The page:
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      Former CIA Director Says No Need to Attack Iran Now

      A former U.S. Air Force General and CIA director says Iran cannot get the bomb before next year. "Let the US attack - it can do it better."
      By Tzvi Ben Gedalyahu
      First Publish: 9/4/2012, 11:32 AM

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      US Department of Defense

      A former U.S. Air Force General and CIA director says Iran cannot get the bomb before next year, when the US is better able to attack.

      Michael Hayden, who headed the CIA when Israel bombed a Syrian nuclear reactor under construction, told the Haaretz newspaper in an interview, "While it is probably true that the so-called 'window' regarding effective action is closing, there is still some time, as real decisions are to be made in 2013 or 2014."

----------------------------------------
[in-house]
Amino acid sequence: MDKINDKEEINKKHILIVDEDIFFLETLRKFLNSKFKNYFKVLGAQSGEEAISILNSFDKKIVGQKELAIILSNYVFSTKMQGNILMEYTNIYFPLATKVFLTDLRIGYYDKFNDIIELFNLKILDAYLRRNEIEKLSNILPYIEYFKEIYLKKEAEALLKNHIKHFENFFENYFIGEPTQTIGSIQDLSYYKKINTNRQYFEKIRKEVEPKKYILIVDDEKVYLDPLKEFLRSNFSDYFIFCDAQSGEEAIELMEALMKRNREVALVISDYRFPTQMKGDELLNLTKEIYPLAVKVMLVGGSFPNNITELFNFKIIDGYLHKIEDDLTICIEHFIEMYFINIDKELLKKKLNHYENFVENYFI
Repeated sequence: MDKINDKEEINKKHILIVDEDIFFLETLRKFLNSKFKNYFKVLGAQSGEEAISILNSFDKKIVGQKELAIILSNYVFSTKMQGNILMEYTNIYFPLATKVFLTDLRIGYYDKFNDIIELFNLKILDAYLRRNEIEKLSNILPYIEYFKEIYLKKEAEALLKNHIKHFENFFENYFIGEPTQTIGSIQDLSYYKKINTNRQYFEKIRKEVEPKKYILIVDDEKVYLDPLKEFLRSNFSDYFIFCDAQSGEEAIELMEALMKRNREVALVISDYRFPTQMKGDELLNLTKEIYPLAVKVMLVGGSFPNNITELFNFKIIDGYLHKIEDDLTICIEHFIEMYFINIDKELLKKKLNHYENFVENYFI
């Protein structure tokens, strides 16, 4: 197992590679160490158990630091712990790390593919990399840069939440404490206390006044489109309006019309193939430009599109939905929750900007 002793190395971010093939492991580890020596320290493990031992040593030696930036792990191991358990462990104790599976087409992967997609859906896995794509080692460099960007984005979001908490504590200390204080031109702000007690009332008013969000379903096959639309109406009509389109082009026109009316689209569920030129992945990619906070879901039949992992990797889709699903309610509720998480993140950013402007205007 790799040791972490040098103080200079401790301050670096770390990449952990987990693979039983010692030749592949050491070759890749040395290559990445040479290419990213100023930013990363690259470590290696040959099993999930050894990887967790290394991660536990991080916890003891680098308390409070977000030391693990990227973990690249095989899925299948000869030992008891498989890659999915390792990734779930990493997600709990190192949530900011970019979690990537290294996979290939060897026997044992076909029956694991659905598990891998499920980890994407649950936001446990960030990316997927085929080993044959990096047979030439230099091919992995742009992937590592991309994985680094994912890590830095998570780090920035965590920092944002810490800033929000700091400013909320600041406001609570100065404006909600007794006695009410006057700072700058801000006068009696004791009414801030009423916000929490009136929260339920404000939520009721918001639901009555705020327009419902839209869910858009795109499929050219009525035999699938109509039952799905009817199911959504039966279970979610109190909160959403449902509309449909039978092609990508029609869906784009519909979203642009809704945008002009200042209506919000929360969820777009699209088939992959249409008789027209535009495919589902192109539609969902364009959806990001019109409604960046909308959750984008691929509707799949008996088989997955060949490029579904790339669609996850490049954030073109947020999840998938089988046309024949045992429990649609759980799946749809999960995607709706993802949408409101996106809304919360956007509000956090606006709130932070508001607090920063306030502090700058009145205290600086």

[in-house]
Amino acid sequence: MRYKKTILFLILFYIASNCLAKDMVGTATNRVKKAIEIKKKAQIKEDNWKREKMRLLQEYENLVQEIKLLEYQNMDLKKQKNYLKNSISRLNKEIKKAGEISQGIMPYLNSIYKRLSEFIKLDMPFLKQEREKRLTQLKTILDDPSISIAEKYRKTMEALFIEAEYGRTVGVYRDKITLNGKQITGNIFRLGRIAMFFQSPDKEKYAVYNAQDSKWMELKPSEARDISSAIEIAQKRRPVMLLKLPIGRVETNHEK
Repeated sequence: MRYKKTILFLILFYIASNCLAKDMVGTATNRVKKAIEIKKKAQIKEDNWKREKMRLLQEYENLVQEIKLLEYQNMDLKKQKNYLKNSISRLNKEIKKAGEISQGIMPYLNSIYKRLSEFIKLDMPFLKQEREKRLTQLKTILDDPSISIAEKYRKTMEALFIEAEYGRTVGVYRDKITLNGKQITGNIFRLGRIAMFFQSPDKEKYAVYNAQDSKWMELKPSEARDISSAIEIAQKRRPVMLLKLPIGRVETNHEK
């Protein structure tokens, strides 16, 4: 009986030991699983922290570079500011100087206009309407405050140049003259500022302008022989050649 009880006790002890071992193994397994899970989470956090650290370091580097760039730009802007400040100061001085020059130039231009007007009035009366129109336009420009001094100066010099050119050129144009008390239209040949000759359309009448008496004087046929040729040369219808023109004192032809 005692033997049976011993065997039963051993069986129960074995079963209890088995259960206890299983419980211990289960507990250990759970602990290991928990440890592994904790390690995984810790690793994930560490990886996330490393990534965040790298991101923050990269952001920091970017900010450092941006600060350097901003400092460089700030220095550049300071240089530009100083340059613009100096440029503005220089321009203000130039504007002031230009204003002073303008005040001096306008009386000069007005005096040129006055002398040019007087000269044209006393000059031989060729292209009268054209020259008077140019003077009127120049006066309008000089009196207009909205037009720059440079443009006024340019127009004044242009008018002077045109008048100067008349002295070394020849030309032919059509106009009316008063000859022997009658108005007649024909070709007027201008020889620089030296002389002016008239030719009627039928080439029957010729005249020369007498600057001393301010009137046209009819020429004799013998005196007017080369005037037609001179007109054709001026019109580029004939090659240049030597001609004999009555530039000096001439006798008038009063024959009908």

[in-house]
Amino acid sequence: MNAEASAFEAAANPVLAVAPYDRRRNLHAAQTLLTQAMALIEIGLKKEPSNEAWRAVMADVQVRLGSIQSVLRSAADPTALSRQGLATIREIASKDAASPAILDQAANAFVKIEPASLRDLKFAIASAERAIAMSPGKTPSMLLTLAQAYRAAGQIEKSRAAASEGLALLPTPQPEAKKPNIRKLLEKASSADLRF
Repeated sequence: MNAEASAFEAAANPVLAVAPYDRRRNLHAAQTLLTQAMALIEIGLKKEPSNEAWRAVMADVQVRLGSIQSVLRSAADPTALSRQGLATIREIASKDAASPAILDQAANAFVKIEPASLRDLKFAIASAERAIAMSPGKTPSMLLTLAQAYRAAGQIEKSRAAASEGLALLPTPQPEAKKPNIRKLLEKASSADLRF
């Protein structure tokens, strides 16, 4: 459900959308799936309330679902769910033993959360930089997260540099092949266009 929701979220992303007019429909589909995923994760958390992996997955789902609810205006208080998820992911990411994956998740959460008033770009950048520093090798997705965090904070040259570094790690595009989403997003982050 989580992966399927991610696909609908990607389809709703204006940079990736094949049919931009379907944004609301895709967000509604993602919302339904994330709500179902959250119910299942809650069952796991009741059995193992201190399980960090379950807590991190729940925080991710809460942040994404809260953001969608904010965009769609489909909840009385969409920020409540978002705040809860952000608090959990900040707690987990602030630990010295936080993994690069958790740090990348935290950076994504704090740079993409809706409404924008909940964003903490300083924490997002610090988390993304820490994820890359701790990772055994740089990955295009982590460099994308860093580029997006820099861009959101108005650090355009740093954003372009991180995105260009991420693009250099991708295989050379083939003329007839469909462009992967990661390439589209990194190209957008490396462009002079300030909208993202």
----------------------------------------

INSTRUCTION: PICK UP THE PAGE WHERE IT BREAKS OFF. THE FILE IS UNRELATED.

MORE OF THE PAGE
Hayden added, "I do not underestimate the Israeli talent, but geometry and physics tell us that Iran's nuclear program would pose a difficult challenge to any military, as it is not a raid, and Israel's resources are more limited than those of the U.S.”

      Now a security consultant and previously mentioned as a possible national security advisor during Mitt Romney's presidential campaign, Hayden is in Israel to attend an Institute for National Security Studies seminar on Tel Aviv.

      He echoed several reasons stated by others who are against Israel’s staging a military strike to halt Iran’s nuclear program.

      "There is no absolute certainty that all targets are known," according to Hayden. "They will have to be revisited - which only the U.S. Air Force would be able to do - and the operation will only set the Iranians back some time and actually push them to do that which it is supposed to prevent, getting nuclear weapons."

      He also revealed that following the Israeli attack on the Syrian reactor site in September 2007, the United States feared that Syrian would retaliate and spark a war. Hayden said that the Bush administration coordinated with Israel that no statements would be made implying Israel carried out the pre-emptive strike.

      Six months later, he estimated that the self-imposed gag policy no longer was necessary.